Twitter Spaces disabled after Elon Musk joins booted journalists’ conversation to defend ban

Twitter has disabled its live audio feature, Twitter Spaces, after a group of journalists realized they could still use it despite having suspended accounts.

Musk, Twitter’s new owner, acknowledged the glitch late Thursday night, adding that the audio service should be back up and running sometime on Friday.

Earlier in the evening, some of the suspended reporters convened on Twitter Spaces after their accounts were suddenly banned without warning or explanation. They were briefly joined by Musk, who defended the temporary suspensions.

“As I’m sure everyone who has been doxed can agree, showing real-time information about someone’s location is inappropriate,” Musk said in a recording of the conversation later posted online. “And there won’t be any distinction in the future between journalists and regular people. Everyone’s going to be treated the same. You’re not special because you’re a journalist.”

The 51-year-old billionaire added: “You dox, you get suspended.”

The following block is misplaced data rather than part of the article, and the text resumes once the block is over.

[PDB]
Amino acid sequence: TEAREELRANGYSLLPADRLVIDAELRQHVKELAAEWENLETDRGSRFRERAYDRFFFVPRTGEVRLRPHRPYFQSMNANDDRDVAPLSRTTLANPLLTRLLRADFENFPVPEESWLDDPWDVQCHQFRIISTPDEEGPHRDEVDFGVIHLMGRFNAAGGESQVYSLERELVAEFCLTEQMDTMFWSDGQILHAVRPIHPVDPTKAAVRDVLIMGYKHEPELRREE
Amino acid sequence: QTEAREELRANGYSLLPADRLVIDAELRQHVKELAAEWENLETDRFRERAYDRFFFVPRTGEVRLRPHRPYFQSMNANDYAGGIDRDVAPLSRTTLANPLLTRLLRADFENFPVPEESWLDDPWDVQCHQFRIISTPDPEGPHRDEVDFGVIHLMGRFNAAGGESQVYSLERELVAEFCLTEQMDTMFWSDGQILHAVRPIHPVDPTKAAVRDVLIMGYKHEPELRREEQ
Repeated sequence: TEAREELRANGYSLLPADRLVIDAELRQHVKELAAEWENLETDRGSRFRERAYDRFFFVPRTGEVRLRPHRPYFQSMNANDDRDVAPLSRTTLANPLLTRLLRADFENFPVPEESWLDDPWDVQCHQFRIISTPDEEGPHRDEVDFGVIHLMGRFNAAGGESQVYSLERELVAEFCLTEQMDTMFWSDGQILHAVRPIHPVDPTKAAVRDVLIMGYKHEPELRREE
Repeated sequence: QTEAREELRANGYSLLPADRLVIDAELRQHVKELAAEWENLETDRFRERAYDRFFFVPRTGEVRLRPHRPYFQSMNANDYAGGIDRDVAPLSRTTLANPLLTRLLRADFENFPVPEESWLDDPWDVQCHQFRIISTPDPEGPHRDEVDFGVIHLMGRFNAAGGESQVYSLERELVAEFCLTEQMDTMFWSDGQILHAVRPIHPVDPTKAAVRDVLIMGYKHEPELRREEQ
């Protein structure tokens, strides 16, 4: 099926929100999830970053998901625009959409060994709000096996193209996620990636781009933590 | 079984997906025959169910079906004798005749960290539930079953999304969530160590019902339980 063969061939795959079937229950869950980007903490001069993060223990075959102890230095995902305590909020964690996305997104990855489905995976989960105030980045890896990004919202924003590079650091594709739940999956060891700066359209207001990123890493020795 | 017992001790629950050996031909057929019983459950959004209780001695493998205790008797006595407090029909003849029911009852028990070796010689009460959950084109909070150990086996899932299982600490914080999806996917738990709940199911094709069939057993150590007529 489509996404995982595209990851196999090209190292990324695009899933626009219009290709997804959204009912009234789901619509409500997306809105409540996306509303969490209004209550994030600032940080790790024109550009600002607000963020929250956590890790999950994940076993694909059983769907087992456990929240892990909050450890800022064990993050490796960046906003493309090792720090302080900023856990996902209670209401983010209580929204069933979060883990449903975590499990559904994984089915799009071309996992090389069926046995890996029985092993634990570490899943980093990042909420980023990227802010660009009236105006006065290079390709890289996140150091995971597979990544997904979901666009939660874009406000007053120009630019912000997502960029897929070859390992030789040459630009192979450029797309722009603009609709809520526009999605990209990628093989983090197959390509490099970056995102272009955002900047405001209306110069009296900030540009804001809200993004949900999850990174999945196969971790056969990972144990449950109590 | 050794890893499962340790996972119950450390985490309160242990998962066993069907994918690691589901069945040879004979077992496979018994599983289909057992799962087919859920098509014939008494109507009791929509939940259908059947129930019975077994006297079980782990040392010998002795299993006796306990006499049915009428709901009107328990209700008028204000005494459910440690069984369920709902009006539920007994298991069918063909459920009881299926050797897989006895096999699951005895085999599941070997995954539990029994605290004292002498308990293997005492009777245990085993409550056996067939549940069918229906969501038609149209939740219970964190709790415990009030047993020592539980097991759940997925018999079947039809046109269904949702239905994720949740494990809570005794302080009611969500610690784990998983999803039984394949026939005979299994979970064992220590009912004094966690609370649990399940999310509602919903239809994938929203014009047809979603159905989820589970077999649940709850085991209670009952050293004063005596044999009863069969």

Some of the journalists countered, contending they had not posted any real-time flight data or addresses, as he alleged, but had shared links to @ElonJet over the course of their reporting. Musk showed little interest in hearing their arguments and abruptly exited the call.

Twitter Spaces went down shortly after and cut off the session, which was started by Buzzfeed reporter Katie Notopoulos.

The list of journalists whose accounts are suspended includes The New York Times’ Ryan Mac, CNN’s Donie O’Sullivan, Mashable’s Matt Binder, The Intercept’s Micah Lee, The Washington Post’s Drew Harwell and journalists Aaron Rupar, Keith Olbermann and Tony Webster.

Most of the journalists recently covered the suspension of @ElonJet, despite Musk avowing last month he would leave the account up as part of his “commitment to free speech.” The Twitter account, which tracked and shared the location of Musk’s private jet, was created by Jack Sweeney, a 20-year-old Florida college student. He relied on publicly available flight tracking information to build a Twitter bot that tweeted every time Musk’s Gulfstream was on the move.

The Tesla CEO has voiced his frustrations with the account in the past and has even offered to pay Sweeney $5,000 to stop posting his location. However, when Sweeney made a counteroffer of $50,000, negotiations seemingly ceased.

By the time the account was banned it had amassed more than 500,000 followers,